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What Is Postal Letterboxing?

05/28/2004
by Silent Doug

Get a letterbox in your letterbox!Postal letterboxing is a variant of letterboxing that doesn't require you to leave your armchair -- except perhaps to go to the post office! Here are some of the most common questions about postal letterboxing and how you can participate.

  1. What is a postal letterbox?
  2. How can I receive a postal letterbox?
  3. How do I create a postal letterbox?
  4. How do I count postal letterboxes in my PFX count?
  5. What was the first postal letterbox?
  6. Shouldn't I be careful about giving out my home address to strangers on the Internet?
  7. Where can I learn more about postal letterboxes?
  8. How does the Postal Letterboxing discussion group work?



  1. What is a postal letterbox?

    A postal letterbox (PLB) is simply a letterbox that is mailed from letterboxer to letterboxer. A PLB typically includes only a stamp and a log, and recipients "stamp in" to the log while taking an impression of the PLB stamp in their personal journals. The PLB is then sent by mail to another letterboxer, and so on, and so on....


  2. How can I receive a postal letterbox?

    Usually the creator of a PLB will solicit the names of letterboxers who wish to receive the PLB by posting an announcement on the The Postal Letterboxing discussion group (see #7 below). The address list of these recipients is included with the PLB, often in the form of address labels. Once a recipient has received the PLB and stamped into its journal, he or she sends it to the next person on the list, and so on. Most PLBs are restricted to a certain number of participants, and no new names are added to the list after the box is sent out. Some PLBs are always "open" for signups, however, and the names of new recipients are simply added at the end of the list. If you'd like to hear about new and current PLBs, check the PLB discussion group for announcements of new PLBS as well as a PLB database that indicates whether particular PLBs are open or closed to new recipients.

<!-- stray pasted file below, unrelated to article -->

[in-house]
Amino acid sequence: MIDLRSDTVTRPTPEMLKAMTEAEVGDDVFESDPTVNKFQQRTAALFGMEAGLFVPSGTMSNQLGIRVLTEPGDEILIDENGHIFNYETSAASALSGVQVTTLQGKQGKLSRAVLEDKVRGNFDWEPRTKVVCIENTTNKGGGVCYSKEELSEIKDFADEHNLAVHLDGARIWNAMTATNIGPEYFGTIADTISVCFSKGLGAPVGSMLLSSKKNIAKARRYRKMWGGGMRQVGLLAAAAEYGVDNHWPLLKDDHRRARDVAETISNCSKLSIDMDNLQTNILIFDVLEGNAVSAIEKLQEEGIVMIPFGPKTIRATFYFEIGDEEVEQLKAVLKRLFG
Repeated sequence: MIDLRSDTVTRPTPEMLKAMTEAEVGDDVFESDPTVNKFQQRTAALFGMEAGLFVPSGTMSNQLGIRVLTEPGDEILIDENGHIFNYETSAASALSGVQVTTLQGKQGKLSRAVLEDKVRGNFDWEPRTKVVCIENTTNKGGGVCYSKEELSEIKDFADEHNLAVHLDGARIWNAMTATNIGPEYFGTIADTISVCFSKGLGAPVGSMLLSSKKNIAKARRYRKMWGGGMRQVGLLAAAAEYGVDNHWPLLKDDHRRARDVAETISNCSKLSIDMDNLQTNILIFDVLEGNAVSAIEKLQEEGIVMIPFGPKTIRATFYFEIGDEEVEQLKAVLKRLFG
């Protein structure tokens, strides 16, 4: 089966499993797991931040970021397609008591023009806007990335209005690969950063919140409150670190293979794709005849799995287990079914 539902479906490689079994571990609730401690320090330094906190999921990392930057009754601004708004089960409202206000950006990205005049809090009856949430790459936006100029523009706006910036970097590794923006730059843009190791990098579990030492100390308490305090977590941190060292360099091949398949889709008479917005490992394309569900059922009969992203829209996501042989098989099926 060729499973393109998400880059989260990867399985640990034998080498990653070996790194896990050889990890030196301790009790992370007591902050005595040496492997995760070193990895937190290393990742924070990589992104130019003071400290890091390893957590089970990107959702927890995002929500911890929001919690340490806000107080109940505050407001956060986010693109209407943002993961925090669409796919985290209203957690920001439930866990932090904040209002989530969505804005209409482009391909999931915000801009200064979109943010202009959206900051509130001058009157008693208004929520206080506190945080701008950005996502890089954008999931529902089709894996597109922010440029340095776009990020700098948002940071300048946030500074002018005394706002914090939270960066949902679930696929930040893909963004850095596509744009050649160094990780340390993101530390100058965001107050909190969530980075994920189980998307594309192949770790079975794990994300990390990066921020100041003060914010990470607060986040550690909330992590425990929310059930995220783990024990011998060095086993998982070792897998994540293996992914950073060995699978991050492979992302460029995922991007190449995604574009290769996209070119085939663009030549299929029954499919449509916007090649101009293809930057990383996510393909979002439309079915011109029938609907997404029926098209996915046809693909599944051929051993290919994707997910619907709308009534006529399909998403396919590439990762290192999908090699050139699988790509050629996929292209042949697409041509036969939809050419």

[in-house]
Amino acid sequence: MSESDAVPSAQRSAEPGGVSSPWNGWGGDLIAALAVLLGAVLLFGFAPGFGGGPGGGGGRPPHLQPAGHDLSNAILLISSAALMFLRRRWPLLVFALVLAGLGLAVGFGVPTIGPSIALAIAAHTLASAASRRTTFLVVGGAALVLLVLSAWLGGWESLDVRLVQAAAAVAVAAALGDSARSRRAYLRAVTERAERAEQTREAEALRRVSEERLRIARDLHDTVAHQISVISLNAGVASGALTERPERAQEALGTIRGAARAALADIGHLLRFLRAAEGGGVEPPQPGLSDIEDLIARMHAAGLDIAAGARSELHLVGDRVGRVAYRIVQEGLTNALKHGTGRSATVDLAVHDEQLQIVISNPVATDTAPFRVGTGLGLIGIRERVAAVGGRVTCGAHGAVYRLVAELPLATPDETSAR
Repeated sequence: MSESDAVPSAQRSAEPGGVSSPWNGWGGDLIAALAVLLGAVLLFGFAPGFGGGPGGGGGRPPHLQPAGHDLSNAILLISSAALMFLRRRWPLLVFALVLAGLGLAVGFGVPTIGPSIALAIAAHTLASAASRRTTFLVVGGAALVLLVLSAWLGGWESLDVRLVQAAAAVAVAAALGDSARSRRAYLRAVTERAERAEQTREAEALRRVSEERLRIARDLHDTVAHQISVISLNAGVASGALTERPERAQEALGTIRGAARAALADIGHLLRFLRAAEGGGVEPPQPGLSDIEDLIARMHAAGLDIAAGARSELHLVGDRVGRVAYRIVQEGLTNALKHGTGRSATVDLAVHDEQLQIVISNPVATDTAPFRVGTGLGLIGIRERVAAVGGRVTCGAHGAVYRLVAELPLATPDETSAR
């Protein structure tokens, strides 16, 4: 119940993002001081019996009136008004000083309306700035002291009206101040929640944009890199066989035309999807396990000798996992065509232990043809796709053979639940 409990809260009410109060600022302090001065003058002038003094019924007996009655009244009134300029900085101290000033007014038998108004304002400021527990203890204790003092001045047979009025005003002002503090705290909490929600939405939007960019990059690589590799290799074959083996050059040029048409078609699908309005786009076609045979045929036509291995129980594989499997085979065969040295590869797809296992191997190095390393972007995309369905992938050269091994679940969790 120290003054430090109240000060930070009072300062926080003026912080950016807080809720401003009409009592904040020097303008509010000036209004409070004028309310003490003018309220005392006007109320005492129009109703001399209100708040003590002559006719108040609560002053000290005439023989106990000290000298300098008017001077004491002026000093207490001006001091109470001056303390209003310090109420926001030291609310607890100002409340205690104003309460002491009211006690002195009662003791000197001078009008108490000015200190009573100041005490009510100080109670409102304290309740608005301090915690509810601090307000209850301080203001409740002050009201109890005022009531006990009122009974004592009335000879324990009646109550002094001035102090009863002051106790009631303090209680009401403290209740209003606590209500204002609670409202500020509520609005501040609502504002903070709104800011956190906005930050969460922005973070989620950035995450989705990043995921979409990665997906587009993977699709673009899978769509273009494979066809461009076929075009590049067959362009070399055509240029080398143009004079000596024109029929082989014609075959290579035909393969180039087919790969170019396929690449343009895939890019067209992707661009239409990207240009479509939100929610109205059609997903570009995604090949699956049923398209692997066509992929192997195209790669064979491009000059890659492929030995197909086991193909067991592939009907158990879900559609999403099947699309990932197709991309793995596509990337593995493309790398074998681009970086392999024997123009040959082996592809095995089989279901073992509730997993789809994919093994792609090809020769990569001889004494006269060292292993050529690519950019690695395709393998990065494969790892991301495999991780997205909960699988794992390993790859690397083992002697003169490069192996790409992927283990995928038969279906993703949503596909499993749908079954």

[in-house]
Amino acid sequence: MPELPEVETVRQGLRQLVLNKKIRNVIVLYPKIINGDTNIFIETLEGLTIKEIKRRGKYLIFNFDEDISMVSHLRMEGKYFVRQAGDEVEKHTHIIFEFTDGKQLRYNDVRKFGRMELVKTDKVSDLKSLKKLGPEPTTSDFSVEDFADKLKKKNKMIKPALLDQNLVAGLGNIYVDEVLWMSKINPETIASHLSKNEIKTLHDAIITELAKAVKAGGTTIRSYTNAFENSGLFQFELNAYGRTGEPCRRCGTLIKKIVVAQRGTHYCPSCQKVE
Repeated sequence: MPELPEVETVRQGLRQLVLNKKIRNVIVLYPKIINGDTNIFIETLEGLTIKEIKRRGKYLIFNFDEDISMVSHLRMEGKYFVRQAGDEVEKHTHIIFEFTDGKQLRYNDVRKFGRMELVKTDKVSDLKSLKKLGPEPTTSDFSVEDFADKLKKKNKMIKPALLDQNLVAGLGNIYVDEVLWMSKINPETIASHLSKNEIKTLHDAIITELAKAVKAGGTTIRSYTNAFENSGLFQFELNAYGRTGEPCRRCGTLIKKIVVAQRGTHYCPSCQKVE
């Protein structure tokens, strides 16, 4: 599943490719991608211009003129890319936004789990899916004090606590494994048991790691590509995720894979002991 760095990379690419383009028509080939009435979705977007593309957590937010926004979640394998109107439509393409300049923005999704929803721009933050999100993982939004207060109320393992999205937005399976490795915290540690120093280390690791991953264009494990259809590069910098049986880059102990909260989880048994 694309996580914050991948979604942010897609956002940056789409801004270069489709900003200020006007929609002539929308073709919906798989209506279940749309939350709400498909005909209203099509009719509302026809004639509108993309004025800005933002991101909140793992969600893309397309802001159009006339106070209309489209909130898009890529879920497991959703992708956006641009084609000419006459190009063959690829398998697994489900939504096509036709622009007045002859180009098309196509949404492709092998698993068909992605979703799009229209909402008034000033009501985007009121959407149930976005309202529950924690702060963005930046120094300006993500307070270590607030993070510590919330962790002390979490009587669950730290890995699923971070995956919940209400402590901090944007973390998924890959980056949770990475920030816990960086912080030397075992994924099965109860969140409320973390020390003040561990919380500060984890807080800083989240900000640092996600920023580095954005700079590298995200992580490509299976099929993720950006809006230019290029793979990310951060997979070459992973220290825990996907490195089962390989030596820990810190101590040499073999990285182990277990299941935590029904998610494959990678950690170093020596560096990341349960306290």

3. How do I create a postal letterbox?

    Simply create a stamp and a log book for your PLB and then announce on the Postal Letterboxing discussion group that it's open for sign-ups. When deciding how many people to allow on your PLB list, remember that it can take up to 2 weeks for a PLB to travel from one person to the next (especially if it's traveling cross-country). If 100 people sign up for your PLB, for example, it could take 4 years for the PLB to reach the last names on the list! This could lead to long delays or a lost box if people move in the interim. PLB creators will often ask participants to use some form of delivery tracking (such as the US Postal Service's Delivery Confirmation service) so that the PLB is less likely to get lost in the mail, or email a report to the creator when they receive and send out the PLB. Knowing where the box was last and where it's headed next allows the PLB creator to send out address updates or deletions when necessary.

    Once a reasonable number of people have signed up for the PLB, create a list of recipients or even a set of address labels for recipients. Include delivery instructions, such as the order in which you'd like the box to move from person to person. Some PLB creators sort their list by geographic region to cut down on delivery times between recipients, others ask that the box be sent in the order that people signed up for it, and still others allow recipients to send it next to anyone they choose on the list. As the box creator, you get to decide how you would like it to move from person to person. If you have a strong preference, be sure to include detailed instructions about this as well as any reporting requests in your PLB's log book or instruction sheet.